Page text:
The doctor popped in the waiting room and informed me the EEG results were normal and proceeded to tell me my son suffered from ADD/HD (Attention Deficit Disorder Hyperactivity Disorder). This was his opinion after observing my son for 15 long,minutes as we spoke about the test results. 

Let's see. My son was a preschool boy who had just had a good nap. He'd already spent an hour playing with everything of interest in the waiting room. So he was climbing the walls, more than ready to go home. Seemed normal to me. He's a boy. They have a lot of energy to begin with. I thought the doctor was way off the mark. 

Besides at home my son's attention span was typical if not more focused than most boys his age. In fact, it was not unusual for him to sit by himself for hours and play with toys or games he enjoyed. He could sit quietly for long stretches while books he enjoyed were read to him. Not the hallmarks of an ADD/HD child. He would stick with a task until it was completed. Interestingly enough, he disliked being interrupted until he was done with what he was doing. I later learned this can be typical of an Asperger's child. 

After the ADD/HD pronouncement, the neurologist whipped out a prescription pad and began writing. He wanted to put my 5-year-old on some drug. "What the hell", was my thought, but I bit my tongue said no thank you. "What else can we do instead?", was my question.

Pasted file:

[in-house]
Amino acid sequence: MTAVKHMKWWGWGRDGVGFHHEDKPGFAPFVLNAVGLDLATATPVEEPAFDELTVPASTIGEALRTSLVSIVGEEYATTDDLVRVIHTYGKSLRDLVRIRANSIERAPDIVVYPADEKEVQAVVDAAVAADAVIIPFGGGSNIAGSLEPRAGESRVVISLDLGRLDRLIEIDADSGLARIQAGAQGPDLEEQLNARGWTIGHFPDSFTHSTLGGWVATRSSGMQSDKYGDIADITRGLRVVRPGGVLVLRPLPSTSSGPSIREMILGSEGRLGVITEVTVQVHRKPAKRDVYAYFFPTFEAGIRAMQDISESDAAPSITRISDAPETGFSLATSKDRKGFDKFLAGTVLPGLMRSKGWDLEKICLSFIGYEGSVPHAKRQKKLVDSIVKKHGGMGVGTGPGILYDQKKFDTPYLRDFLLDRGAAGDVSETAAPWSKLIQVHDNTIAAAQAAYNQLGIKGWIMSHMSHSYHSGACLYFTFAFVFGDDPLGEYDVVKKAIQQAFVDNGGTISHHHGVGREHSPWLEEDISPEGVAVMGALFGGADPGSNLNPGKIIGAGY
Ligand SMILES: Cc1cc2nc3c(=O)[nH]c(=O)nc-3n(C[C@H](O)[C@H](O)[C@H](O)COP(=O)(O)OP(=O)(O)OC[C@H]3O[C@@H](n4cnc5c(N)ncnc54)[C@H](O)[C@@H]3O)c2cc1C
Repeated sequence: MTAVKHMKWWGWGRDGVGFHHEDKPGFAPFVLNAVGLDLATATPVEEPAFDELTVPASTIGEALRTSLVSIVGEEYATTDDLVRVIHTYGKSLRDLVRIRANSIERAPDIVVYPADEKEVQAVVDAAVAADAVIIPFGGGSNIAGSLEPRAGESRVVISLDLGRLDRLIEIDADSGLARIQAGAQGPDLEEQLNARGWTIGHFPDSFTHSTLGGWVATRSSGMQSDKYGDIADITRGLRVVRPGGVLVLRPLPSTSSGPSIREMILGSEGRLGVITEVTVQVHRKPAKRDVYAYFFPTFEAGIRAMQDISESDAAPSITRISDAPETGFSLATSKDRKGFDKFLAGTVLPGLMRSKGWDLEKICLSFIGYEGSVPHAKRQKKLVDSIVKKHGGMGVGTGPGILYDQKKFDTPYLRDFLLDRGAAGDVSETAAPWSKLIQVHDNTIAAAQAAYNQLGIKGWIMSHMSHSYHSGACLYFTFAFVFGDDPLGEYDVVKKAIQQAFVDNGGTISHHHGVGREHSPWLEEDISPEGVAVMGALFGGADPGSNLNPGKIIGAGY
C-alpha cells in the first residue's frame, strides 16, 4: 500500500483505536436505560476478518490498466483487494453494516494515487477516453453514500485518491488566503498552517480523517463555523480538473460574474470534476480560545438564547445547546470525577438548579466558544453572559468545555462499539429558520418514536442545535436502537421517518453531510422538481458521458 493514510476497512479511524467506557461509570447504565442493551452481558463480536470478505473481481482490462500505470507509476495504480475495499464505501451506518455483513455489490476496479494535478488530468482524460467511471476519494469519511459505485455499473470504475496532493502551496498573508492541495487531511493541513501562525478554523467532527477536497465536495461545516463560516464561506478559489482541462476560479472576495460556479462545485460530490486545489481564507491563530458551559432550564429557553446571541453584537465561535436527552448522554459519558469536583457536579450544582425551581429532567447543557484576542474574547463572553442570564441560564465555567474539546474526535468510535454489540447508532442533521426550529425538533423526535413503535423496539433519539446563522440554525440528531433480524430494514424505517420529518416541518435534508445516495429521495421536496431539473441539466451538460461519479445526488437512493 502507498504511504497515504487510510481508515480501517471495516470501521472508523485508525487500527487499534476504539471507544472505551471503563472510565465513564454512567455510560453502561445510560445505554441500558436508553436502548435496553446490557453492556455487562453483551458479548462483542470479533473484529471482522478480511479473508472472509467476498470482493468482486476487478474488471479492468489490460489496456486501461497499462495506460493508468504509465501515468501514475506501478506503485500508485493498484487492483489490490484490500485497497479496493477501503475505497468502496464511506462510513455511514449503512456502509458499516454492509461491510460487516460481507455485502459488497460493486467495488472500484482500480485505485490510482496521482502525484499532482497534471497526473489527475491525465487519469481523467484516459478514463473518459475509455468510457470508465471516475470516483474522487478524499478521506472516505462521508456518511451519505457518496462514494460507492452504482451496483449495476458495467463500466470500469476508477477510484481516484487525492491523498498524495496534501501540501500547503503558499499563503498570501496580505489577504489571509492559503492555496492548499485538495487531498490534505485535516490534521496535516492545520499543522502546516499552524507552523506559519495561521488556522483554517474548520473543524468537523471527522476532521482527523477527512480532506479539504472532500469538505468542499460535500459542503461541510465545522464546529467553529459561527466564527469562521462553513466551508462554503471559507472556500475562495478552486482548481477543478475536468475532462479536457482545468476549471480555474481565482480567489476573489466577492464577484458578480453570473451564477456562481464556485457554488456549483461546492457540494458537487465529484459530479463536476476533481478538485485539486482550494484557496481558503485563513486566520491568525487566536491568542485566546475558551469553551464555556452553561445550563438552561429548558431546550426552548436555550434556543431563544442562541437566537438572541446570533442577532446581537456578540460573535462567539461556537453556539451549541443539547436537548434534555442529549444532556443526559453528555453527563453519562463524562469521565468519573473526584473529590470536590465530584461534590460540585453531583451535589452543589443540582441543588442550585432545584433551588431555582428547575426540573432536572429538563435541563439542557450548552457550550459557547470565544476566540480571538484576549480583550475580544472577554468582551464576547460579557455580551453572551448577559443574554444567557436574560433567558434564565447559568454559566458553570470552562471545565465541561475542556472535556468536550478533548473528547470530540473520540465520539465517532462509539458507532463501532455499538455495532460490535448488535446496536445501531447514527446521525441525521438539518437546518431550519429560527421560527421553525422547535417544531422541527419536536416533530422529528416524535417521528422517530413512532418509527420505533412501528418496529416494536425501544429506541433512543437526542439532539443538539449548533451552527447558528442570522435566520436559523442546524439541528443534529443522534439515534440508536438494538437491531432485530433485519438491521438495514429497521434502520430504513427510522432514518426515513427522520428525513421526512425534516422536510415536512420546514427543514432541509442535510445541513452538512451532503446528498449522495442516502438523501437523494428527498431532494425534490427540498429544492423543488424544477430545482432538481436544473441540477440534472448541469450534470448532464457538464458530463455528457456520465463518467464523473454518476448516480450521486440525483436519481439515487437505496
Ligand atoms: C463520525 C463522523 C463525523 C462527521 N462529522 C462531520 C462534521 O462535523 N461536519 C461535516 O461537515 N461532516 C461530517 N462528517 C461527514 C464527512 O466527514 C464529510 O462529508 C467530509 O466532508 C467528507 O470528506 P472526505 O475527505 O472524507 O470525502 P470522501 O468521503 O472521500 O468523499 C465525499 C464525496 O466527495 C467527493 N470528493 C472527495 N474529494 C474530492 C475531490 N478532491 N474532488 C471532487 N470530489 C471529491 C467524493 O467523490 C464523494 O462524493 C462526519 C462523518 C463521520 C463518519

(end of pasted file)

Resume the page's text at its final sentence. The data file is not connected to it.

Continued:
Behavior modification was the alternative answer the doctor gave. For my son, it was THE answer to a lot of the challenges he would face while growing up.  

Ironically, he was never diagnosed as autistic through high school graduation. It was a cousin of mine, Linda, who was an educator that recognized some autistic tendencies of my son and sent me information about Asperger's Syndrome.

I came to understand Asperger's meant my son was a high functioning autistic. Years later, I learned the only difference between being labeled autistic or Asperger's is the age of onset of difficulties communicating and socializing. Onset before age four or five is considered autistic after that time period, it's diagnosed as Asperger's. 

The most valuable lesson I learned the day of the EEG??? Doctors don't always have the answers, or at least the RIGHT answers. They only know what they know, and they don't know everything. So it was up to me to learn what l didn't know about my son's condition--which was a lot.

Anyway, once my eyes were opened to the fact that my son was different, I did my best to teach him to overcome his shortcomings and accentuate and build on his strengths -- Not so much different than how a parent of a typical child would go about raising their offspring. I never labeled my son autistic or Aspeger's. He was in college before those words were associated with him. By then, it didn't matter. As he grew up, I told him he was wired a little differently-- but who isn't?

This was just the start of the challenges we would face as my son grew up living in our world his way...................